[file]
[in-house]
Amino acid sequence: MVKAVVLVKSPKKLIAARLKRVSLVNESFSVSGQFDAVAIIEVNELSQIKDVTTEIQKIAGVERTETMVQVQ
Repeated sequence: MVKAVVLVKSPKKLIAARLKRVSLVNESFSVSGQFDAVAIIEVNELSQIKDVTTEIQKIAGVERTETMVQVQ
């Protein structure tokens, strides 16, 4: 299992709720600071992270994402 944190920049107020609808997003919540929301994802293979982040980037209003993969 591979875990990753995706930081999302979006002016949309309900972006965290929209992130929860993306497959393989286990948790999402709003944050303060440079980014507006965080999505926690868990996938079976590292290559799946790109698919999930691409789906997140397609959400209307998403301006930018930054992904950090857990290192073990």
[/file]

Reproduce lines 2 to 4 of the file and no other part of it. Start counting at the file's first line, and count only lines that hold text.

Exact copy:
Amino acid sequence: MVKAVVLVKSPKKLIAARLKRVSLVNESFSVSGQFDAVAIIEVNELSQIKDVTTEIQKIAGVERTETMVQVQ
Repeated sequence: MVKAVVLVKSPKKLIAARLKRVSLVNESFSVSGQFDAVAIIEVNELSQIKDVTTEIQKIAGVERTETMVQVQ
């Protein structure tokens, strides 16, 4: 299992709720600071992270994402 944190920049107020609808997003919540929301994802293979982040980037209003993969 591979875990990753995706930081999302979006002016949309309900972006965290929209992130929860993306497959393989286990948790999402709003944050303060440079980014507006965080999505926690868990996938079976590292290559799946790109698919999930691409789906997140397609959400209307998403301006930018930054992904950090857990290192073990």